Since the attack on the gas plant in Algeria and the taking of some British hostages, Downing Street seems to have gone into a state of panic.
We have had two meetings today of COBRA, the emergency committee, Cameron has postponed his speech on the EU and Hague is cutting his visit to Australia short and flying back.
All for what?
There is absolutely nothing they can do about the situation. If there was a hostage situation in this country involving foreign nationals, I'm sure that those charged with resolving the situation wouldn't be happy to receive continuous "advice" from foreign governments.
As it is, I'm inclined to believe that the Algerians know best how to deal with the matter; they probably have a far greater understanding of the thinking and likely actions of the terrorists than any "expert" in this country. Regrettably perhaps, they don't place such a high value on life as we do, but on the other hand neither do the terrorists who have no fear of being killed as their religion teaches them that they will go to paradise. It is unlikely that negotiations with them would even reach first base, let alone a satisfactory conclusion.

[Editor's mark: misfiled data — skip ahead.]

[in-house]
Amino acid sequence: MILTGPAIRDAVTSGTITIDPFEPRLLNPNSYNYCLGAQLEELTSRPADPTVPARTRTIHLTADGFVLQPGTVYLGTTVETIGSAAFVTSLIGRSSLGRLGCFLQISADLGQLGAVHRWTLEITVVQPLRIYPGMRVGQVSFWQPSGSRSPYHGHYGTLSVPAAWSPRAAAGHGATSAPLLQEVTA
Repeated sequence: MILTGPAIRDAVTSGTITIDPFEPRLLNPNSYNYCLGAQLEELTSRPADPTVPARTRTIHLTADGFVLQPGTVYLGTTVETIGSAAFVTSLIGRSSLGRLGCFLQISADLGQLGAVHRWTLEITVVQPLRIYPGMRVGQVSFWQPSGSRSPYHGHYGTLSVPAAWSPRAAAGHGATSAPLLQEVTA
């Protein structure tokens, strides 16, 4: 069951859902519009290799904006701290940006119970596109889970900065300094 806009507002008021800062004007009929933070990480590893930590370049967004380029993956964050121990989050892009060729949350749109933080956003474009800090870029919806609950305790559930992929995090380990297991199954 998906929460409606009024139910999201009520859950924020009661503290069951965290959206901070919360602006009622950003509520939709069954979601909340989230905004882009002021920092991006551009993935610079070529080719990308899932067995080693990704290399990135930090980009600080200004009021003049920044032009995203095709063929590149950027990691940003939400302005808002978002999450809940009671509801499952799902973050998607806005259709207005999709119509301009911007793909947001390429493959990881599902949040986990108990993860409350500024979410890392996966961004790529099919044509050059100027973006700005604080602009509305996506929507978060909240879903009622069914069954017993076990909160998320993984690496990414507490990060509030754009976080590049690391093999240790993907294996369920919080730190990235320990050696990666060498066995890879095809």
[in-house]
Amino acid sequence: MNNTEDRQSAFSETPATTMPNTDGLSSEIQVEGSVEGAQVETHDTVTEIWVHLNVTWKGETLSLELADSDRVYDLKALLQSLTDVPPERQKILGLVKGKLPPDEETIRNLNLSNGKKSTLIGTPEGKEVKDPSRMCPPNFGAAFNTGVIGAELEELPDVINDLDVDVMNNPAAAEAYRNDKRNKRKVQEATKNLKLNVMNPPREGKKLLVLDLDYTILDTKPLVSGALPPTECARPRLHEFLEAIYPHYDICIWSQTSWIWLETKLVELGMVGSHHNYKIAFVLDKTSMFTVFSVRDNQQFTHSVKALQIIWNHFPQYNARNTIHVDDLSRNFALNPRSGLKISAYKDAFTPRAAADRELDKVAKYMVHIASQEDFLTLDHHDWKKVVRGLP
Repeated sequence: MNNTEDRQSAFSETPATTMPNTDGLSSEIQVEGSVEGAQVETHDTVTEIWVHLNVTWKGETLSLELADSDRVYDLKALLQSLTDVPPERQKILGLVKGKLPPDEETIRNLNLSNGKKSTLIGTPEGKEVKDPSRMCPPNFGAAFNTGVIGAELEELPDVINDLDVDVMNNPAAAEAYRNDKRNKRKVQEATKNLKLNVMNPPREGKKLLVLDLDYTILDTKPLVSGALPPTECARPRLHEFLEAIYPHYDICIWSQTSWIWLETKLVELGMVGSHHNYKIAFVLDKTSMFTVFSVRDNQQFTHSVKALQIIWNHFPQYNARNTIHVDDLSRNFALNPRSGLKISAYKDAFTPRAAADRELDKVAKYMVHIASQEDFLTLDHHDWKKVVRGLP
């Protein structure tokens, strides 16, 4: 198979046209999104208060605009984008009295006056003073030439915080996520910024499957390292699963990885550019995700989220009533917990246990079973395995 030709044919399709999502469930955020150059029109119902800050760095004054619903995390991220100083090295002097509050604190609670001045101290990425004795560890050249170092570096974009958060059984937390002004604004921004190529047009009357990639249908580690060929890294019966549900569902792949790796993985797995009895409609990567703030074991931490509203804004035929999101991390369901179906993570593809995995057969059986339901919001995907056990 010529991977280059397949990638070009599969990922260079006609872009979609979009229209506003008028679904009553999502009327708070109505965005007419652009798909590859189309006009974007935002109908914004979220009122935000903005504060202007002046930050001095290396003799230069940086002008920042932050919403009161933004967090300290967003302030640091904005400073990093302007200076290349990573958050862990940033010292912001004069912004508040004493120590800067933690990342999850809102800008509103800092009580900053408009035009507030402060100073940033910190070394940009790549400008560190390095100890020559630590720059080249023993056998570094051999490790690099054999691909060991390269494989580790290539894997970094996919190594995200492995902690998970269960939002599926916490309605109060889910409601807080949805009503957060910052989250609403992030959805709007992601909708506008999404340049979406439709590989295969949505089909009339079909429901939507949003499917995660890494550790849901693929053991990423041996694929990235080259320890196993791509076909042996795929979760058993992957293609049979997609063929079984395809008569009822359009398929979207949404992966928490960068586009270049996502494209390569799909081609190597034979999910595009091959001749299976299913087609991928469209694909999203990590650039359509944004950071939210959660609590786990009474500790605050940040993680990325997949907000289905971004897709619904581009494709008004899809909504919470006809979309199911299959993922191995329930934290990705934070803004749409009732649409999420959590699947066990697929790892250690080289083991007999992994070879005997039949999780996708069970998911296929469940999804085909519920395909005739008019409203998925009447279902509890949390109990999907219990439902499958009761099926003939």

We don't know why the Algerians launched an all out attack, no doubt we will discover in due course, but with reports of explosions from the site, they could have been concerned that the whole plant would be destroyed along with the hostages. The Algerians were best placed to understand the minds of those involved and probably acted accordingly.
Meanwhile what should COBRA do? Well, a large percentage of our natural gas is imported from Algeria. This is the real crisis, this attack could lead to the loss of our supplies and make us even more heavily dependent on Russian gas. The real emergency is our gas supplies, in the absence of which, this country could grind to a halt in weeks if not days. They should get together all those involved in fracking and clear the way for a massive effort to start getting our own gas out of the ground in the shortest possible time. That is the real emergency, the possible loss of gas supplies, not the hostages about which, regrettably, we can do absolutely nothing.